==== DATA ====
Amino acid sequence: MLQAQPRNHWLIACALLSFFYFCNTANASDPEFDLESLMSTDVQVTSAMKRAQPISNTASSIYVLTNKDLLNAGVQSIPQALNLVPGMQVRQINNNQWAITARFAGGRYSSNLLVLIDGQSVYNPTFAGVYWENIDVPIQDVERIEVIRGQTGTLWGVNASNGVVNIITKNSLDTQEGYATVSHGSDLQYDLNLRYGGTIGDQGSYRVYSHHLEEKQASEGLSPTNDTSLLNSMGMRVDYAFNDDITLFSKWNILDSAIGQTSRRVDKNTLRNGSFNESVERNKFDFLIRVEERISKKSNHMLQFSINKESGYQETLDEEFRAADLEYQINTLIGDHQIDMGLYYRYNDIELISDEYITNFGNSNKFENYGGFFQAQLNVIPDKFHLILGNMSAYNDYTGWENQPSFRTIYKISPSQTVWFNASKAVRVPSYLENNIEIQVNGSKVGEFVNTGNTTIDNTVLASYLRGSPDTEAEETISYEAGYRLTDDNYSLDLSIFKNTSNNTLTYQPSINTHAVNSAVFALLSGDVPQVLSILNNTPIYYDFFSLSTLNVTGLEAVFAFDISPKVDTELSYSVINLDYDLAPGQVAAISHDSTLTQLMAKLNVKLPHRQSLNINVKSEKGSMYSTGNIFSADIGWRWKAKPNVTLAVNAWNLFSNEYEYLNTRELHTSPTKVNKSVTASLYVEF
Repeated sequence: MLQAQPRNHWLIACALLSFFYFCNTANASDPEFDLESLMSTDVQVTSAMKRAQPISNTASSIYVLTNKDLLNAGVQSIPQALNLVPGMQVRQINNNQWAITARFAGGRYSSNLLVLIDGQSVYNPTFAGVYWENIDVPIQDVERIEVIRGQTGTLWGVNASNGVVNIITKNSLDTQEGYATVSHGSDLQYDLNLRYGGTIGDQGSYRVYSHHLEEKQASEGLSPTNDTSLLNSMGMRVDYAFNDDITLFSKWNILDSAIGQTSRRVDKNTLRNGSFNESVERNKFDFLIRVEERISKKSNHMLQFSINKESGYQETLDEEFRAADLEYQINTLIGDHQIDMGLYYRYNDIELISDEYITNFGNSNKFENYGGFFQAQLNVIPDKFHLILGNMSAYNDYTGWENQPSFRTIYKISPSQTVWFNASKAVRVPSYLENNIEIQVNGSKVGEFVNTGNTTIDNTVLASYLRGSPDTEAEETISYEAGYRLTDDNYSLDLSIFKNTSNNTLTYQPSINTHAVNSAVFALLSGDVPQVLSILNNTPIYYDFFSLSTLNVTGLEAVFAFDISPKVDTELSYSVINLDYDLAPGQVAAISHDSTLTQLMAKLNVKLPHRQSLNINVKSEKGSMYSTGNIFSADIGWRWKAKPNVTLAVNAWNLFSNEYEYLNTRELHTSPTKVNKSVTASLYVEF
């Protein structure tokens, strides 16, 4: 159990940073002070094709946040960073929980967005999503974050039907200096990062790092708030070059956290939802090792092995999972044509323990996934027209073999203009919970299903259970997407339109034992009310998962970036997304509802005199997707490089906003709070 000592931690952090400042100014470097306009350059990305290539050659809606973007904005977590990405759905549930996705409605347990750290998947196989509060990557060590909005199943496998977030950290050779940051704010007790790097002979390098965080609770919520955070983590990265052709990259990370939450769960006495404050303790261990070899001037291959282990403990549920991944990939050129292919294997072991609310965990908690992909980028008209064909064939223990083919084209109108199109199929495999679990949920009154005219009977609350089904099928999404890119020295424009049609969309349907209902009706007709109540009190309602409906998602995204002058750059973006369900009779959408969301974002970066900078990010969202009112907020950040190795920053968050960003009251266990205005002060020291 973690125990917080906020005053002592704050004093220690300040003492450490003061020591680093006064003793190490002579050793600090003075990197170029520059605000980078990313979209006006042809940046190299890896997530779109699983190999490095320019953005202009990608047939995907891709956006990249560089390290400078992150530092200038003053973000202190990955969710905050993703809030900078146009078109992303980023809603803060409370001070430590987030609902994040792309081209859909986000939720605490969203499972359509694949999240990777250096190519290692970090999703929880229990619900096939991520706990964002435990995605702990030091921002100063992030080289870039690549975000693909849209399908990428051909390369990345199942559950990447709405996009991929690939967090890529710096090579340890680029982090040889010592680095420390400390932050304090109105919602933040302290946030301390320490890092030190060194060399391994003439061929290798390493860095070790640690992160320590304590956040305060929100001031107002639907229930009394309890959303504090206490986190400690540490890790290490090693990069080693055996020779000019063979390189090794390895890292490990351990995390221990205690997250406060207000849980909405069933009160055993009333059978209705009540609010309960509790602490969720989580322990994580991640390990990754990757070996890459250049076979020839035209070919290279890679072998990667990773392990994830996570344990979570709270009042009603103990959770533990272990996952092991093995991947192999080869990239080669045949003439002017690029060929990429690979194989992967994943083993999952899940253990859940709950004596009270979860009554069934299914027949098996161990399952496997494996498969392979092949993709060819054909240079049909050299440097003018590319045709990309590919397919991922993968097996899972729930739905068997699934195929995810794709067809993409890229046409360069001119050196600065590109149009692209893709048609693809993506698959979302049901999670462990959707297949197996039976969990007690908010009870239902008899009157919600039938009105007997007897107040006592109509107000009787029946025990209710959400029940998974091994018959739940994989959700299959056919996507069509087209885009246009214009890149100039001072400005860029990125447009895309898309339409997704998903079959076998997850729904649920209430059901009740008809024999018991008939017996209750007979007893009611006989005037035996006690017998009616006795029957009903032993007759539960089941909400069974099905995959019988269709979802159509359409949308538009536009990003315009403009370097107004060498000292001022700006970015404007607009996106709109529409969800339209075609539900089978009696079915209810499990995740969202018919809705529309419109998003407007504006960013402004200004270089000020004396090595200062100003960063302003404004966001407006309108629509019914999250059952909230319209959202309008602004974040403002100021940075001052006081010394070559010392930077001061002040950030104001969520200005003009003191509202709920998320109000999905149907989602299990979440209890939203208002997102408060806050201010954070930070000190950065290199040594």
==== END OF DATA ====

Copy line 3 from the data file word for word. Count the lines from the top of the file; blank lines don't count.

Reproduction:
């Protein structure tokens, strides 16, 4: 159990940073002070094709946040960073929980967005999503974050039907200096990062790092708030070059956290939802090792092995999972044509323990996934027209073999203009919970299903259970997407339109034992009310998962970036997304509802005199997707490089906003709070 000592931690952090400042100014470097306009350059990305290539050659809606973007904005977590990405759905549930996705409605347990750290998947196989509060990557060590909005199943496998977030950290050779940051704010007790790097002979390098965080609770919520955070983590990265052709990259990370939450769960006495404050303790261990070899001037291959282990403990549920991944990939050129292919294997072991609310965990908690992909980028008209064909064939223990083919084209109108199109199929495999679990949920009154005219009977609350089904099928999404890119020295424009049609969309349907209902009706007709109540009190309602409906998602995204002058750059973006369900009779959408969301974002970066900078990010969202009112907020950040190795920053968050960003009251266990205005002060020291 973690125990917080906020005053002592704050004093220690300040003492450490003061020591680093006064003793190490002579050793600090003075990197170029520059605000980078990313979209006006042809940046190299890896997530779109699983190999490095320019953005202009990608047939995907891709956006990249560089390290400078992150530092200038003053973000202190990955969710905050993703809030900078146009078109992303980023809603803060409370001070430590987030609902994040792309081209859909986000939720605490969203499972359509694949999240990777250096190519290692970090999703929880229990619900096939991520706990964002435990995605702990030091921002100063992030080289870039690549975000693909849209399908990428051909390369990345199942559950990447709405996009991929690939967090890529710096090579340890680029982090040889010592680095420390400390932050304090109105919602933040302290946030301390320490890092030190060194060399391994003439061929290798390493860095070790640690992160320590304590956040305060929100001031107002639907229930009394309890959303504090206490986190400690540490890790290490090693990069080693055996020779000019063979390189090794390895890292490990351990995390221990205690997250406060207000849980909405069933009160055993009333059978209705009540609010309960509790602490969720989580322990994580991640390990990754990757070996890459250049076979020839035209070919290279890679072998990667990773392990994830996570344990979570709270009042009603103990959770533990272990996952092991093995991947192999080869990239080669045949003439002017690029060929990429690979194989992967994943083993999952899940253990859940709950004596009270979860009554069934299914027949098996161990399952496997494996498969392979092949993709060819054909240079049909050299440097003018590319045709990309590919397919991922993968097996899972729930739905068997699934195929995810794709067809993409890229046409360069001119050196600065590109149009692209893709048609693809993506698959979302049901999670462990959707297949197996039976969990007690908010009870239902008899009157919600039938009105007997007897107040006592109509107000009787029946025990209710959400029940998974091994018959739940994989959700299959056919996507069509087209885009246009214009890149100039001072400005860029990125447009895309898309339409997704998903079959076998997850729904649920209430059901009740008809024999018991008939017996209750007979007893009611006989005037035996006690017998009616006795029957009903032993007759539960089941909400069974099905995959019988269709979802159509359409949308538009536009990003315009403009370097107004060498000292001022700006970015404007607009996106709109529409969800339209075609539900089978009696079915209810499990995740969202018919809705529309419109998003407007504006960013402004200004270089000020004396090595200062100003960063302003404004966001407006309108629509019914999250059952909230319209959202309008602004974040403002100021940075001052006081010394070559010392930077001061002040950030104001969520200005003009003191509202709920998320109000999905149907989602299990979440209890939203208002997102408060806050201010954070930070000190950065290199040594």